Of all the horrors of World War I, it wasn't the bombs, bullets, or even the mustard gas that ended up as the greatest killer. In reality, the act of moving that many people around the world turned out to be the most deadly fruit of war. The last year of the war, 1918, saw the most deadly pandemic the world has ever known. With all those millions of soldiers being shipped around the globe, it spread like wildfire.
This was the Spanish influenza pandemic. In terms of sheer numbers killed, the Spanish influenza beats out the Black Death as the king of historical epidemics. The statistics of the Spanish flu are just brutal, and the disease touched every corner of the globe. Survivors tell of heartbreaking scenes of misery and quarantine, and today the flu ranks as one of the worst diseases in history, a reminder of how deadly influenza can really be.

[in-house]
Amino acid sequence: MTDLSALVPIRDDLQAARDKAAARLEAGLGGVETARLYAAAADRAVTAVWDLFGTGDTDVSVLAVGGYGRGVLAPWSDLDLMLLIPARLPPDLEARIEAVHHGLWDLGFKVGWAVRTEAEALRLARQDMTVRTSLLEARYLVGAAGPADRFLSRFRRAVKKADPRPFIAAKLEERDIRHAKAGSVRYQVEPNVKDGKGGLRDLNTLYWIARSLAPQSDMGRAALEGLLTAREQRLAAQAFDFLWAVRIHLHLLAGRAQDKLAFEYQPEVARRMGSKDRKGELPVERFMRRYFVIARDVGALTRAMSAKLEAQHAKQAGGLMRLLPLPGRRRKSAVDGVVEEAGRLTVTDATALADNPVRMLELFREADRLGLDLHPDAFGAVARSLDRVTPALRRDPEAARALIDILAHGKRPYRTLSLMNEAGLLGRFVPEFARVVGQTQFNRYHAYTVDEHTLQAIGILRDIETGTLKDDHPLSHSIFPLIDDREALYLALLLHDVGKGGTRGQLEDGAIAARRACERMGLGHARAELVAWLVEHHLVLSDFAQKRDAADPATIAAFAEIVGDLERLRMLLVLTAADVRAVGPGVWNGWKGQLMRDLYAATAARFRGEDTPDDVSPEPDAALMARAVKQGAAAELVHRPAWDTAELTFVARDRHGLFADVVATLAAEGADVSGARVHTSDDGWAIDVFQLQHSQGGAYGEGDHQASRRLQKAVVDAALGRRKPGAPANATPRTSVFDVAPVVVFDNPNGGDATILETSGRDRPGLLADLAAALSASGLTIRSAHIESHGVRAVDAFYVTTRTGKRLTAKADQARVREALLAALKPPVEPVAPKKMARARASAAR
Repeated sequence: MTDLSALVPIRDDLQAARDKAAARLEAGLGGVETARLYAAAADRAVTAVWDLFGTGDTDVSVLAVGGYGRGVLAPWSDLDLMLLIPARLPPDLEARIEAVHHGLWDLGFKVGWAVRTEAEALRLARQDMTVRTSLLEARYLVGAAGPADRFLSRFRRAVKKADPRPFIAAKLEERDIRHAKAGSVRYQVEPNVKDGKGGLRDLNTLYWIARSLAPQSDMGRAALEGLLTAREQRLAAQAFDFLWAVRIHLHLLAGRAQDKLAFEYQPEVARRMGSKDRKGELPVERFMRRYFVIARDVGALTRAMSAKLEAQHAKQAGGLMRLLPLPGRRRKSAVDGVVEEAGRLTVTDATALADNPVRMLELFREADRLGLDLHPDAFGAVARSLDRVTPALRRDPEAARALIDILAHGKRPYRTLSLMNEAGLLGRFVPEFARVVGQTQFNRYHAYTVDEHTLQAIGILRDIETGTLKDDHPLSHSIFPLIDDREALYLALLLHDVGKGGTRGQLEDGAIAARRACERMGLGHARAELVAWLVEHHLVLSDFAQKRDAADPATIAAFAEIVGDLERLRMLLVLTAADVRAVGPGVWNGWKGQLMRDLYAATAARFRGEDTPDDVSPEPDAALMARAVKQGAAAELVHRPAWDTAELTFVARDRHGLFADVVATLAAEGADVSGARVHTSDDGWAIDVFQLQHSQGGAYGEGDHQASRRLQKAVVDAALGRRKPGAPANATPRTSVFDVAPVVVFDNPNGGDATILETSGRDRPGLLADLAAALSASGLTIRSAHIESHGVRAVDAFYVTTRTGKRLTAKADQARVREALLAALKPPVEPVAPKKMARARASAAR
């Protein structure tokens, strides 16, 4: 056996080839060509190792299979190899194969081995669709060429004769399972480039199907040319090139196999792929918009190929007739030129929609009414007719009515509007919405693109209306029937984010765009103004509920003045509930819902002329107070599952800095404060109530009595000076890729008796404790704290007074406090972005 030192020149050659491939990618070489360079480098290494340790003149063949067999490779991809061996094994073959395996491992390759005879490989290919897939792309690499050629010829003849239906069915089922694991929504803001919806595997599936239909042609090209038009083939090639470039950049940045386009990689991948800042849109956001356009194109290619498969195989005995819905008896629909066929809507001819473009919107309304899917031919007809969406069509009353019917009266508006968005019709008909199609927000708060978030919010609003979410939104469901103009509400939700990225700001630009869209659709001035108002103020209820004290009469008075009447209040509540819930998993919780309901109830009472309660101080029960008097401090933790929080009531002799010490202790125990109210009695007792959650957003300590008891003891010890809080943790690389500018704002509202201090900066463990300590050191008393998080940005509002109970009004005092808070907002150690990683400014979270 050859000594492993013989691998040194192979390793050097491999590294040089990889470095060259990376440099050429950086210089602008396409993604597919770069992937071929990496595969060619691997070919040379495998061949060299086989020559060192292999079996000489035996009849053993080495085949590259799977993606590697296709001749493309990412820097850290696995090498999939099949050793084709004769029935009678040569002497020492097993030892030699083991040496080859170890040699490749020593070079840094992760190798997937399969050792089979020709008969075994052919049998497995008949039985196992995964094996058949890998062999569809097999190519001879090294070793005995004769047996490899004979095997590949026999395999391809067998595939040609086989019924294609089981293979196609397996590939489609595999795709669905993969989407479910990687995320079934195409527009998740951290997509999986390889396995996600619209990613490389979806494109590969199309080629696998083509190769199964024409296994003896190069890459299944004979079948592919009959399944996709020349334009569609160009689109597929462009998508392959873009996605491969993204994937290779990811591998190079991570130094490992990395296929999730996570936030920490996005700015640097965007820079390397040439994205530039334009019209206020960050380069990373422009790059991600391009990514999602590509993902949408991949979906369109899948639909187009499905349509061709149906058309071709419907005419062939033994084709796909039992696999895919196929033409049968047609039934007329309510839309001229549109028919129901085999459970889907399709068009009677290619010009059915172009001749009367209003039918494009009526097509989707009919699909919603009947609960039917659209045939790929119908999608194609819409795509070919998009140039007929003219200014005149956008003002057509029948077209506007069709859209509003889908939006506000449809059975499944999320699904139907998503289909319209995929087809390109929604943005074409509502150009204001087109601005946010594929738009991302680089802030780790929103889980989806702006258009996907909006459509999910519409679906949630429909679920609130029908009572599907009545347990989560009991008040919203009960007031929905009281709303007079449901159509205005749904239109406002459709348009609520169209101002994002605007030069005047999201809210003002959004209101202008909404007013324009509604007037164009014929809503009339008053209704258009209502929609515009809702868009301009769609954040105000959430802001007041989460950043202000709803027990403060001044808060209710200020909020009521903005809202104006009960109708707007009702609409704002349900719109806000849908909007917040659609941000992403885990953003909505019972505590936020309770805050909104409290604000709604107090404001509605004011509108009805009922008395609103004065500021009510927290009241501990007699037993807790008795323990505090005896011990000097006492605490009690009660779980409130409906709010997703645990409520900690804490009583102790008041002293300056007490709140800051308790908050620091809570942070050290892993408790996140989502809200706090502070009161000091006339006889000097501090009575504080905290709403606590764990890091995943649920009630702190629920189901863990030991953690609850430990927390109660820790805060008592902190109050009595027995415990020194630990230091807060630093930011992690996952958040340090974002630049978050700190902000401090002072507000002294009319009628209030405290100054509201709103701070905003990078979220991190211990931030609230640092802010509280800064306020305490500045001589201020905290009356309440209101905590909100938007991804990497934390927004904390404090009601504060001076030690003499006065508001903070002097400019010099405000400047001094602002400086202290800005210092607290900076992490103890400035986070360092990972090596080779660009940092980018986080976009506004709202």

The Pandemic Killed 5% Of The World's Population
The Disease Targeted Young Adults
The First Recorded Outbreak Occured In Kansas
The Flu Traveled To Europe With American Soldiers
Spain Was The First Country To Announce The Epidemic
Even Remote Villages Were Not Immune To The Disease